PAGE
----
BWW Blog: What to Do When You're Simply Burning Out: Part 2
I don't know what it was that made last week so hectic. Maybe it was the craziness of midterms, maybe it was the stress of being back in tech, maybe it was Mercury in retrograde or whatever. All I know is that I couldn't have prepared for the chaos of last week if I tried. In the midst of all of the insanity, I found that I had to plan my schedule for spring quarter, and in doing so, I genuinely contemplated what (if any) drama classes I would enroll in. I know that feeling burned out is temporary, but it weighed strongly on me when I thought, what if I just decided to take Literary Journalism electives and phase out of the Drama classes? As I mentioned last week, I'm feeling the mid-quarter slump in full effect, and because I'm feeling so burned out, I wanted to share another tip that helped me when I was in this mentality.
Understand That Learning is Nonlinear
I'm going to be totally honest: I bombed my midterm scene for my acting class. I forgot a whole section of lines, tripped up on blocking, physically tripped up on my shoelaces, and before you ask, of course this is all on camera. I walked out of that class so frustrated that I'd let my scene partner down and messed up all of the progress I've made throughout the quarter, but before I could step foot outside of the room, my instructor pulled me aside to talk.
I explained how I felt about how the midterm performance went for me, and she was actually very surprised when I told her what was going on in my mind during that performance. She could see the frustration on my face during the scene, but truly thought it was a choice, and when I told her what had really happened, she gave me some great advice.
"If it ever happens again, channel that energy into the scene and into the frustration that your character feels in this moment. It fits perfectly in this scene."
I think it was then that I realized that I can learn even in moments where I feel I've forgotten everything I've learned.
Learning is not a straight, clear, direct path to success; a lot of the time, it's kind of the opposite. I learned a lot during the first five weeks of this class. I made a huge personal accomplishment during my dress rehearsal when I felt like I truly connected with my character for the first time. I also bombed the actual midterm performance. Here's the thing: I learned something from all of it. It's been a bit of a rollercoaster, but learning and growing almost always is.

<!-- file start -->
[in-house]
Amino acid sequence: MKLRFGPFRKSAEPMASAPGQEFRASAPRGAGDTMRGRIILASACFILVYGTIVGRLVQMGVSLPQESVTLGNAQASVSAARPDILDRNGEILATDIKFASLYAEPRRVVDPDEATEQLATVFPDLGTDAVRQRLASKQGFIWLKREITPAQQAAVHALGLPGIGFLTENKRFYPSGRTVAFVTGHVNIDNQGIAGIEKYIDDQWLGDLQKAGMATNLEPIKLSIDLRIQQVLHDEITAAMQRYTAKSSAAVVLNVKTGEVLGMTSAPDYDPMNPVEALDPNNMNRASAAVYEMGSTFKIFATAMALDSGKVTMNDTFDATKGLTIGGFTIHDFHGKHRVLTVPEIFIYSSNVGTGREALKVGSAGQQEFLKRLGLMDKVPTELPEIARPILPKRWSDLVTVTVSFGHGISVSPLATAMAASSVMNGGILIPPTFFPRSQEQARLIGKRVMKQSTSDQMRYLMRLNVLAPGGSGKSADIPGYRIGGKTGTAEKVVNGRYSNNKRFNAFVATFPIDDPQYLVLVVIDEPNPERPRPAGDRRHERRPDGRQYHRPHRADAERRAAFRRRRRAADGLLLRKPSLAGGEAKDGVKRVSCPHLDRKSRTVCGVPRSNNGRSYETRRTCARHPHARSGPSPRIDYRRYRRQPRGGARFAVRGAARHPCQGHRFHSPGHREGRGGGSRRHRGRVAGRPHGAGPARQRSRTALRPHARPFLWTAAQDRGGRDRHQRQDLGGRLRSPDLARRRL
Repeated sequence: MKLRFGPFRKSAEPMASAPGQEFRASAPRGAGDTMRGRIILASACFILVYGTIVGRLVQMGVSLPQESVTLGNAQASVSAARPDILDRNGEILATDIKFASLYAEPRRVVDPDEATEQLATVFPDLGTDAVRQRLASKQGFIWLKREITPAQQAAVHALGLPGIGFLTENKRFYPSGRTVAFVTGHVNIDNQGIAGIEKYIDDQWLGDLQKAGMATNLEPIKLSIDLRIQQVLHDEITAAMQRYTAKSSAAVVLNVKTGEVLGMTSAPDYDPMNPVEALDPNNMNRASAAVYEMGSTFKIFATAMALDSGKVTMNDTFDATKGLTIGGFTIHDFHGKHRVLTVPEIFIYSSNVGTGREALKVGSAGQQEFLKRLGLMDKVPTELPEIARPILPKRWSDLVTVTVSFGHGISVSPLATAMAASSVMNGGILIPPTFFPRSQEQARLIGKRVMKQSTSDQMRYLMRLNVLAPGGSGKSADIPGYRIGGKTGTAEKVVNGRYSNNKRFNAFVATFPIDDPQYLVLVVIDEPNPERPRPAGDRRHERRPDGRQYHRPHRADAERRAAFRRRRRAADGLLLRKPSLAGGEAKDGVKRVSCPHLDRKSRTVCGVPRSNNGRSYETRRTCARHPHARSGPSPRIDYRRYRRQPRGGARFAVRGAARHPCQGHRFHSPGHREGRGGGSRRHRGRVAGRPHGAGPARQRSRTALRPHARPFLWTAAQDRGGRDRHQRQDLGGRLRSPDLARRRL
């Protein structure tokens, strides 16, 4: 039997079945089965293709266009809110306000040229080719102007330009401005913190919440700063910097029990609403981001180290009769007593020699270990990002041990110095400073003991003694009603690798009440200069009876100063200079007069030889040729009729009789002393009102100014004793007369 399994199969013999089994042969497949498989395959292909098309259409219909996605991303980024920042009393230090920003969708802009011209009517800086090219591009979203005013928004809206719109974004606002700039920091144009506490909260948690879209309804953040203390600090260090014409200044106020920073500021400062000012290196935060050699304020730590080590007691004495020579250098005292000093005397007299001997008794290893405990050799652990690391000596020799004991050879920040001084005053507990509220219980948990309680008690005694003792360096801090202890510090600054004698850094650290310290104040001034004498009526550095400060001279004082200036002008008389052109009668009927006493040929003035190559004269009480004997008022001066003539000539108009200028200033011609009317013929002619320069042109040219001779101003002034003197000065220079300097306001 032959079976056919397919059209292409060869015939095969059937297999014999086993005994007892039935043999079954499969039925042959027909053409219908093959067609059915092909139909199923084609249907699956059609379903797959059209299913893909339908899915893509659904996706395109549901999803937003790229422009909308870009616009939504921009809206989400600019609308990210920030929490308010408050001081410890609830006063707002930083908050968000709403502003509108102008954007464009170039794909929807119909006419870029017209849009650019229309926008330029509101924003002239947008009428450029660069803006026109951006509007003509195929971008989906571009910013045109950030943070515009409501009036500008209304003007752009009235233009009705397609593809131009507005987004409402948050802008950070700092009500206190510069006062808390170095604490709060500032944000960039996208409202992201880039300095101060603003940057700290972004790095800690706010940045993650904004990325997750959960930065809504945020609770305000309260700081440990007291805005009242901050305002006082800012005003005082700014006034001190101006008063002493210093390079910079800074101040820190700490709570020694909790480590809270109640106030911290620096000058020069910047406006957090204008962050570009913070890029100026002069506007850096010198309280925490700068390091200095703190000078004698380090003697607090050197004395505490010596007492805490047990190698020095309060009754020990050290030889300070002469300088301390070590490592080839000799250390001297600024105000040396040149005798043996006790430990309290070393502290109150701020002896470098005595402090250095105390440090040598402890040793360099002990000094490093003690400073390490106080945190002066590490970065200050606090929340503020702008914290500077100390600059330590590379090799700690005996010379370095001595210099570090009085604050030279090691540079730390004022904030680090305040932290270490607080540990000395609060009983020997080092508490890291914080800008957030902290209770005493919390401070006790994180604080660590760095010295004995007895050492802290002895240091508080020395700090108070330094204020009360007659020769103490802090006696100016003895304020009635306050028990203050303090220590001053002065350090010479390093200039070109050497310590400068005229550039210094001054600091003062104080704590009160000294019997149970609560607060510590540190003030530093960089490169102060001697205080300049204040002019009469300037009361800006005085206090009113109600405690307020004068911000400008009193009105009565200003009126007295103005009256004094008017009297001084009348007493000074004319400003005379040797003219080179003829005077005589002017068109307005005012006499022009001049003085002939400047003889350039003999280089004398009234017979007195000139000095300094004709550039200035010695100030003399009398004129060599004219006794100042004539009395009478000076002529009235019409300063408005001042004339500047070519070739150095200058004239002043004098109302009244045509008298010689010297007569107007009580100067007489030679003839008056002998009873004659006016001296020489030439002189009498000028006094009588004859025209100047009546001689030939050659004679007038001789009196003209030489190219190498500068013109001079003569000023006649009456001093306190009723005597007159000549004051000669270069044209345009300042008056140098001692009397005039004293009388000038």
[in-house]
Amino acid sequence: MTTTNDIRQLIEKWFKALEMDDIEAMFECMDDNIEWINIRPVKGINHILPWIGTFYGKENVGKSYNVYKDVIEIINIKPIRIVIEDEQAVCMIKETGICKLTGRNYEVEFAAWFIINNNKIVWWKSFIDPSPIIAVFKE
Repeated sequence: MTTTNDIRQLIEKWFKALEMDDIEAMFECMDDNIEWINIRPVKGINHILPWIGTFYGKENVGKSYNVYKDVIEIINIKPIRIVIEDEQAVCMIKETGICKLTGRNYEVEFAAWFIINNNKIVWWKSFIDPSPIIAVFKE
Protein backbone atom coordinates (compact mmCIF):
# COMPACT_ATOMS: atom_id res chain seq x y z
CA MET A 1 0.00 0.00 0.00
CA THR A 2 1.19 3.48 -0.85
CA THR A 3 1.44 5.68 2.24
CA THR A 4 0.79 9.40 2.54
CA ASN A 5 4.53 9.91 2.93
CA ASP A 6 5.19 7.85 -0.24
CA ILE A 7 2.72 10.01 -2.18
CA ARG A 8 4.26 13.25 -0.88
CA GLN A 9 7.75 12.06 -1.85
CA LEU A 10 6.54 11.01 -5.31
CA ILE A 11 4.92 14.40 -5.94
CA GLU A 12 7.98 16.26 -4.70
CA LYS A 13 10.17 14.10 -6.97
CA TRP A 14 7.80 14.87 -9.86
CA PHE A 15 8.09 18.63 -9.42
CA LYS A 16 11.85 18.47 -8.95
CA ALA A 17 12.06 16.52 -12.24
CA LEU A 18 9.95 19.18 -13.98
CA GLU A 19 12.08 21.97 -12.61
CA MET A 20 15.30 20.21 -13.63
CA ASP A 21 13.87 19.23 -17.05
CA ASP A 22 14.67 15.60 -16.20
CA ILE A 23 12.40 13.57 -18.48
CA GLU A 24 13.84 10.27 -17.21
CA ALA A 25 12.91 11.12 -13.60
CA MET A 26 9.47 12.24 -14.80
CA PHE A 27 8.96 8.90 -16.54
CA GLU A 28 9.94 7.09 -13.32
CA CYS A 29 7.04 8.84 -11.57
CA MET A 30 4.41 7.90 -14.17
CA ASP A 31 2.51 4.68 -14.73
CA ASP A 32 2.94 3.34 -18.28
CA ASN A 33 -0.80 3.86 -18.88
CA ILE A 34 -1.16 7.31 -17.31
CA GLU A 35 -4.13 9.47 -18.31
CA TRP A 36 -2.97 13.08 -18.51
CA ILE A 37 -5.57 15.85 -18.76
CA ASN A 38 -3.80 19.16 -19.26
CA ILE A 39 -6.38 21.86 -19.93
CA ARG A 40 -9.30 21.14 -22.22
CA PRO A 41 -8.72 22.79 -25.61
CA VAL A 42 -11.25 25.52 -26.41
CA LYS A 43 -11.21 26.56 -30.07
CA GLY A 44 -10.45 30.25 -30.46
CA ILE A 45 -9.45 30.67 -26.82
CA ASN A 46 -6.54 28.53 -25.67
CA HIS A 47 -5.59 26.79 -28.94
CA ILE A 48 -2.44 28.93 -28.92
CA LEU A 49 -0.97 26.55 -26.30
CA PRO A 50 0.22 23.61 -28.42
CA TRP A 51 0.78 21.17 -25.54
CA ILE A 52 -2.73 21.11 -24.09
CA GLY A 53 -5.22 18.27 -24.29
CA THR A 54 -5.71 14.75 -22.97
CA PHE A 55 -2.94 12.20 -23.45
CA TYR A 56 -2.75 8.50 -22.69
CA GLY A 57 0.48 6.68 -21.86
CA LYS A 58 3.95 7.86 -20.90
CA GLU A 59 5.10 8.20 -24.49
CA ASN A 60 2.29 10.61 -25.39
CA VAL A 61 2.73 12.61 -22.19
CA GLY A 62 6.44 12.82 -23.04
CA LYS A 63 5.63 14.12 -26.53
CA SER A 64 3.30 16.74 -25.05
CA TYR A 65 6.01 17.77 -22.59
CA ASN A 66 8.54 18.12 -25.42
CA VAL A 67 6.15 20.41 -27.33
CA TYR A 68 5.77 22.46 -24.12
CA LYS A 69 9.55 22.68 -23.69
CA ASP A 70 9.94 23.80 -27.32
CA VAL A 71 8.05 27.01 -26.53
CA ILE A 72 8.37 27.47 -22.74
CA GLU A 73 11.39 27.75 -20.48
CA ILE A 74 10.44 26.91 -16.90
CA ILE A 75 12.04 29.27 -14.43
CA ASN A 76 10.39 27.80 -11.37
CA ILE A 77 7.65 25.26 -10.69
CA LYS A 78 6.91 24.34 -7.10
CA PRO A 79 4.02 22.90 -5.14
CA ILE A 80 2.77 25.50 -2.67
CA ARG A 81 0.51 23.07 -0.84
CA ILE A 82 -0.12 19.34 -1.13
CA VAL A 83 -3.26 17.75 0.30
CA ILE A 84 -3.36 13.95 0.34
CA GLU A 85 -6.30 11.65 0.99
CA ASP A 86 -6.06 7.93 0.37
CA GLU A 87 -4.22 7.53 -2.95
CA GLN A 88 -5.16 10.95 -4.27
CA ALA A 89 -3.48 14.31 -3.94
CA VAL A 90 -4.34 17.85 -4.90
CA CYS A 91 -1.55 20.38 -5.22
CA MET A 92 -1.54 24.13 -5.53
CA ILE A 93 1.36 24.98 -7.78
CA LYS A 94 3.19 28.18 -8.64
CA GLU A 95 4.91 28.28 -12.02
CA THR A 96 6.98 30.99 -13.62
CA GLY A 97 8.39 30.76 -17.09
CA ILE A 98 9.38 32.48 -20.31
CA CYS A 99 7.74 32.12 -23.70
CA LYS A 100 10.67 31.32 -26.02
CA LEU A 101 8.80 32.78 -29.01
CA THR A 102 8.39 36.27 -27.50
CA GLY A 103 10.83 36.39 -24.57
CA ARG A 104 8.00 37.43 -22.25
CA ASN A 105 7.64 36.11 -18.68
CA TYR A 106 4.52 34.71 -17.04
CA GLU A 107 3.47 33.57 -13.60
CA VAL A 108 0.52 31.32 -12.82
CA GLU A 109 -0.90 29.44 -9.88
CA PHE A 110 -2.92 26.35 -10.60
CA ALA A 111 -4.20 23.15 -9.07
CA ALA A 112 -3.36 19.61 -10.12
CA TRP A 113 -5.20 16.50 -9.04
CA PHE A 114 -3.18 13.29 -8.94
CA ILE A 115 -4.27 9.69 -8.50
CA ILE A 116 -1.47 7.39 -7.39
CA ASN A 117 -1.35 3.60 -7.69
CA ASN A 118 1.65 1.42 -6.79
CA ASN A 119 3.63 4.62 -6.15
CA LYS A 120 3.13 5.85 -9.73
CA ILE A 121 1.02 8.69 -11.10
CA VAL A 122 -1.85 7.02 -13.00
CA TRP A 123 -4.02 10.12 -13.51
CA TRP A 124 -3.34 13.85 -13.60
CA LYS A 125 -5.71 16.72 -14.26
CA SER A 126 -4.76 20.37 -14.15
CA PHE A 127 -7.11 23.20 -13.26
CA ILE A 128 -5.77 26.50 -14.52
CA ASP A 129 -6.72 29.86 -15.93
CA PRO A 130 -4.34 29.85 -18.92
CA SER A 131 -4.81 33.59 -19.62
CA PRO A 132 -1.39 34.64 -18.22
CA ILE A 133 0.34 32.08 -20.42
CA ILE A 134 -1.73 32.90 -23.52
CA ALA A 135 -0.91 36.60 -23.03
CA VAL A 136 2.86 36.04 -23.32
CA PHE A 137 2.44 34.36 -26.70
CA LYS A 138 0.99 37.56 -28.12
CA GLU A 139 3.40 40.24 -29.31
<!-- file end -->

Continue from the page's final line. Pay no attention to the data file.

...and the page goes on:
I think many students have this preconceived notion about learning in college that proves to be such a detriment to actually learning. We approach college with the idea that we're going to learn so many new things and they're all going to make so much sense and it's just going to be on the up-and-up. "The learning curve" is taken with a grain of salt, and we all expect that under the instruction of our professors, we are destined to succeed because we are receiving so much information all at once. We must be retaining it all, right?
Sometimes learning isn't acing the test. Sometimes learning is memorizing five sheets of vocab to understand what your instructor is even talking about. Sometimes it's making a bunch of progress only to eventually fail and start back over. Sometimes it's accepting that there are highs and lows to improving and becoming better at what you do. That is the aspect of learning that isn't always highlighted, but I'll promise you this: learning is nonlinear, so stick it out through the low moments because there will be opportunities to improve and grow.
When I'm feeling burned out, I go back to that concept because it helps me realize that even when I feel like I'm not making any progress, I'm still learning. When I go back to class on Wednesday, I begin working on a new scene, and in doing so, I get endless new opportunities to continue to further my learning process in acting. Push through, keep putting in the work, and understand that learning is a process. I said it last week and I'll say it again: I'm proud of you.